Co-founder and co-editor, 'The American Prospect'
How Europe Could Sink Obama
FORGET THE potential for an unpleasant October surprise emanating in
Iran, Afghanistan, Israel, Pakistan or North Korea. The biggest threat
to Barack Obama's re-election is the economic folly of our good
friends in the European Union, who seem determined to snuff our their
economic recovery -- and ours.
America's own recovery is making very fragile progress. We don't know
whether the economy will keep generating jobs well in excess of
200,000 a month, as in January and February, or only a bit more than
100,000 a month as in March. But we do know that exports have been one
of our economy's surprising sources of strength, and that Europe is
one of America's biggest customers.
But Europe is even more committed to austerity economics than the
United States, and as a result Europe is right on the edge of a
If the American recovery slows even slightly, unemployment could start
creeping back up. It is hard to imagine an incumbent president winning
re-election with joblessness in excess of eight percent and rising.
The following key differences between austerity politics in the U.S.
and the E.U. are worth noting.
First, we have a real central bank, the Federal Reserve. Whatever the
Fed's other sins, it is usefully keeping interest rates very low and
buying government and other securities as necessary. Consumer debt
service expenses, for instance, are falling -- primarily because of
record low interest rates. This is good for the recovery.
The European Central Bank (ECB), by contrast, is explicitly prohibited
from buying the bonds of EU member governments. With private financial
markets speculating against the sovereign bonds of several European
countries, the ECB can only help prop up sovereign bonds indirectly.
The ECB makes cheap credit available to Europe's banks and the banks
in turn buy sovereign bonds.
Since Mario Draghi took over last fall as ECB president, the bank put
up about a trillion euros in cheap loans to Europe's banks. The banks
have invested most of that money in European government bonds.
But that leaves real enterprises struggling to get bank credit; and as
hedge funds bet against sovereign bonds, the banks with their large
bond holdings risk losing a lot of money. After several weeks of
interest rates on government bonds falling for Italy, Spain, and
Portugal, rates are rising again, signaling a new stage of the
sovereign debt crisis.
Second, in the fiscal ring of the European circus, the Germans
continue to be unrelenting in their refusal to European-ize the debts
of smaller nations. Instead, pressure continues on nations such as
Spain and Italy to reassure private markets by pursuing stringent
It should be clear by now from the Greek experience that this strategy
backfires. The latest case in point is Spain. The new Spanish
conservative government is dutifully cutting Spain's budget. This only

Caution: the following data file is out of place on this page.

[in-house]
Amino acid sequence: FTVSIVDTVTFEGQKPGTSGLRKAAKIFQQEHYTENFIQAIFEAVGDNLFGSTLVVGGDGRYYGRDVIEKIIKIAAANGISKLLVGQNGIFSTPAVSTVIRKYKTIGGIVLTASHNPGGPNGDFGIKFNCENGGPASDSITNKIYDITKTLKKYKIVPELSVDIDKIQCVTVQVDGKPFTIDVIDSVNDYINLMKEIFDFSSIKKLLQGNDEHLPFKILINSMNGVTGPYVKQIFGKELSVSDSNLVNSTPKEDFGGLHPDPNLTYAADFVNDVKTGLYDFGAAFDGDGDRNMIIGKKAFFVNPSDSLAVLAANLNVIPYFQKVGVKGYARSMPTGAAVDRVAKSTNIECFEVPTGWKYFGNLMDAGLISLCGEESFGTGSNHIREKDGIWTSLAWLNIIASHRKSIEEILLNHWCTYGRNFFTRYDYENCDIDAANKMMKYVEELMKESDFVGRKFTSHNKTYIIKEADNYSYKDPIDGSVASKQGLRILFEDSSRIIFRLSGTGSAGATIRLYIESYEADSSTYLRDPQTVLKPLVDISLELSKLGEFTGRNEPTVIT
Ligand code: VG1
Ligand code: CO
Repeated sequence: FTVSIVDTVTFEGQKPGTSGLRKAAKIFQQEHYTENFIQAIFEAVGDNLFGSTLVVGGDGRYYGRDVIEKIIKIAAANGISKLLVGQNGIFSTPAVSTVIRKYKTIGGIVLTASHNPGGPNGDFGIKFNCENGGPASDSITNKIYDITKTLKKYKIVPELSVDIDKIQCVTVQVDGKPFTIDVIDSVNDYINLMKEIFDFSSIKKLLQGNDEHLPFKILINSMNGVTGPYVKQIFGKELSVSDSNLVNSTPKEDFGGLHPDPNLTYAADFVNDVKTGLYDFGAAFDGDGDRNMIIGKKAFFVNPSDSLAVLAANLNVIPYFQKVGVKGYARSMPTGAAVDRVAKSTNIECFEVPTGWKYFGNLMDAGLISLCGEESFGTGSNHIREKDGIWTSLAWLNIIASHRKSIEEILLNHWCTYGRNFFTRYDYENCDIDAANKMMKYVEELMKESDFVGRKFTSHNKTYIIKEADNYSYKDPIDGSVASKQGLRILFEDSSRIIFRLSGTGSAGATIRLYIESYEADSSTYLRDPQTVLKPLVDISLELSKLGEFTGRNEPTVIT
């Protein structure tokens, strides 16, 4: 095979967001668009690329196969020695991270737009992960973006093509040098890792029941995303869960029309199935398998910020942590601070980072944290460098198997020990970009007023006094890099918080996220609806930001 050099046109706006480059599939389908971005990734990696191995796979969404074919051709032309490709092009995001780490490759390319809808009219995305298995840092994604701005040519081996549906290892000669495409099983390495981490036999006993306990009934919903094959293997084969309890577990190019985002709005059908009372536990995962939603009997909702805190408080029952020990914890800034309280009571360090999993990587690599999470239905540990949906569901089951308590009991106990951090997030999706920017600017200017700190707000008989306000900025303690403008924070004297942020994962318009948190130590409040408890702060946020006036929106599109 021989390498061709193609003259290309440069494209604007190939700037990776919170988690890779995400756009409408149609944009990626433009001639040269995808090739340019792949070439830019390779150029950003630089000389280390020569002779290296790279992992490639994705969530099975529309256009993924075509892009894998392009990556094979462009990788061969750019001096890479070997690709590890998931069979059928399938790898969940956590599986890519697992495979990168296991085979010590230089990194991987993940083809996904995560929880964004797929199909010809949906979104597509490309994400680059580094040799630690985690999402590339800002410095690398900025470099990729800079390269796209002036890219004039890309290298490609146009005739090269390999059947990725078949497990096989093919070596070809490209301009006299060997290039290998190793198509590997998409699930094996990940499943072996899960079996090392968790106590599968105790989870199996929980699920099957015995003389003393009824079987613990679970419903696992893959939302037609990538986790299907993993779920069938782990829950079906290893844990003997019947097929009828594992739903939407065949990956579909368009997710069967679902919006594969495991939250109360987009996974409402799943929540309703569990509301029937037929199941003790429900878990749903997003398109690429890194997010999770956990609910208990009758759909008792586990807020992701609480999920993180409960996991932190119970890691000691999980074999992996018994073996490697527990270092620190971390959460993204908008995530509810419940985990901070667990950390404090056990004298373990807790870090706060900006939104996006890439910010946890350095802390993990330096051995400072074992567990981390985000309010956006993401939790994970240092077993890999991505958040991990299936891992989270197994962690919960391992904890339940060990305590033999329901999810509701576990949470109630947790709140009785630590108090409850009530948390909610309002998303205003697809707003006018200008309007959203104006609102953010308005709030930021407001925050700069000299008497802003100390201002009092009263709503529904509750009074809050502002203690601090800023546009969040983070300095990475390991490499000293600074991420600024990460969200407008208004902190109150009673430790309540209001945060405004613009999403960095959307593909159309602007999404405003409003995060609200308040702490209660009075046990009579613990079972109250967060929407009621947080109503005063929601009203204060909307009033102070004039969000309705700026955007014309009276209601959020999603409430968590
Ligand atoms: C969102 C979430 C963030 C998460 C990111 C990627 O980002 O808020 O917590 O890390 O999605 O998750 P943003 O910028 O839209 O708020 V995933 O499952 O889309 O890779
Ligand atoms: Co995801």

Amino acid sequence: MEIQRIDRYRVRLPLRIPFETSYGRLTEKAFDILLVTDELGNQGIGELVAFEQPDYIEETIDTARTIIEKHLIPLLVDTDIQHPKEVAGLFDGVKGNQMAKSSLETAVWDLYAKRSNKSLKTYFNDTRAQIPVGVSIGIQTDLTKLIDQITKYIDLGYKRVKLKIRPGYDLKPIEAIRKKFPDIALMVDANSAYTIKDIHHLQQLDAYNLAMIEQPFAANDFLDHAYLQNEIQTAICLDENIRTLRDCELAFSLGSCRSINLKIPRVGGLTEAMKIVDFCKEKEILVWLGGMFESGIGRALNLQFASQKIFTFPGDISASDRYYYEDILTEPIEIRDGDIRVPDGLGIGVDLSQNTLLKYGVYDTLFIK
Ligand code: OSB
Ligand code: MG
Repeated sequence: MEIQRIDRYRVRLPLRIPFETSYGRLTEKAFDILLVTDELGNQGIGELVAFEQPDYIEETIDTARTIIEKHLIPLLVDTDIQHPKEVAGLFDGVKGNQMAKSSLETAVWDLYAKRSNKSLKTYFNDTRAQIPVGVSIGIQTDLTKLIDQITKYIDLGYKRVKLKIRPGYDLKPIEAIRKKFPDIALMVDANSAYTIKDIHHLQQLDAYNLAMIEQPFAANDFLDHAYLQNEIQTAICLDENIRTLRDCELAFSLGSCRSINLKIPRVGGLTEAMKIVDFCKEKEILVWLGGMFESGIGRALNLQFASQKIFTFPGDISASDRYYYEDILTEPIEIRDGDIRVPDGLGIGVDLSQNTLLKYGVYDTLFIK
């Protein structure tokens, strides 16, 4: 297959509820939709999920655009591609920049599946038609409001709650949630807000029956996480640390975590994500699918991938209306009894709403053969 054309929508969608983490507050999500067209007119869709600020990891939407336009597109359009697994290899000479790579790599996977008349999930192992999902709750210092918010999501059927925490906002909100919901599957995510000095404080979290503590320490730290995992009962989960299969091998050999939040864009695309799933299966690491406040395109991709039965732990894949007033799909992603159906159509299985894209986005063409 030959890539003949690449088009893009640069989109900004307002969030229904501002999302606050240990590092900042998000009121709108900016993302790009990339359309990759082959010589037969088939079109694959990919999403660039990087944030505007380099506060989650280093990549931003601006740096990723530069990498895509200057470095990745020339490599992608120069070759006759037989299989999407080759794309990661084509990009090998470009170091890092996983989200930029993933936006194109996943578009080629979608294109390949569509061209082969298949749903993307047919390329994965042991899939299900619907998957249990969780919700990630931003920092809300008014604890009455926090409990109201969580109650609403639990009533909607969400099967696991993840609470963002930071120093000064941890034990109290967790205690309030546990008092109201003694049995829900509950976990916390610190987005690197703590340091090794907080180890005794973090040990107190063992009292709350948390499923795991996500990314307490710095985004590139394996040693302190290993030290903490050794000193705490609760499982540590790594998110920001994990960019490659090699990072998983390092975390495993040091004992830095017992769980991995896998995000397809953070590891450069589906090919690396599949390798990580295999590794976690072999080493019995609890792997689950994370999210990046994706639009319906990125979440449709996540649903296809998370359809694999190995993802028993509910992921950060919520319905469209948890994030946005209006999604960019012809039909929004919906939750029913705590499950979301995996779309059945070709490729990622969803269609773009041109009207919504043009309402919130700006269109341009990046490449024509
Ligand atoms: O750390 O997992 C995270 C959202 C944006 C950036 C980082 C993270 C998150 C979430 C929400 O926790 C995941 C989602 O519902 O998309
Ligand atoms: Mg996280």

reduces the projected growth rate, widens the projected deficit,
spooks money markets, and increases the interest costs Spain has to
pay to finance its debt. Spain chases its tail, and chases the economy
Deflating your way to prosperity is a fool's errand. It depresses the
real economy, and there is no reward from the speculators of the
private money markets no matter how much austerity you pursue.
At last week's meetings of the International Monetary Fund and the
World Bank, IMF director-general Christine Lagarde cobbled together
pledges totaling about $430 billion to help Europe contain its debt
crisis. But the European Central Bank and the German government under
Angela Merkel insist coupling the support for the debt of member
countries with even more budgetary austerity.
This policy is simply insane. Even Germany, with its large export
surplus and low unemployment rate of 6.7 percent, will suffer if the
rest of Europe keeps sinking into recession.
Should Socialist Francois Hollande be elected president of France in
the runoff election on May 6, that will help create an antidote to the
austerity politics that are dominating Europe. It will break the
Franco-German conservative axis known as Merkozy. But France is just
one country, albeit one of Europe's most important ones. And France
alone can't dislodge Europe from the austerity path. Indeed, if France
pursues growth while the rest of Europe sticks to austerity, that will
just widen France's trade deficit and invite speculation against
French government bonds.
A left government in Berlin would help, but the German elections are
more than a year away.
In the U.S., at least, Fed Chairman Ben Bernanke has discarded his
predecessor Alan Greenspan's notion that the price of a sensible
monetary policy is fiscal austerity. The Fed is providing easy money
because Bernanke knows that the economy needs it, not because Congress
is embracing any of several austerity plans.
And although President Obama is under severe pressure to pursue an
austerity policy -- from the Republicans, from too many commentators,
and from Democratic deficit-hawks such as Senate Budget Committee
Chairman Kent Conrad -- Obama for now is stressing recovery and growth
Last week at the spring meetings of the Fund and the Bank, however,
Treasury Secretary Tim Geithner declined to commit a penny of U.S.
support to the I.M.F's new war chest to help Europe.
American leverage over Europe is admittedly limited, but some
additional aid would have been a nice neighborly gesture. If Europe's
misguided belt-tightening policies lead Europe back into recession,
Europe could easily drag the U.S. recovery down with it.
Robert Kuttner is co-editor of The American Prospect and a Senior
Fellow at Demos. His latest book is A Presidency in Peril.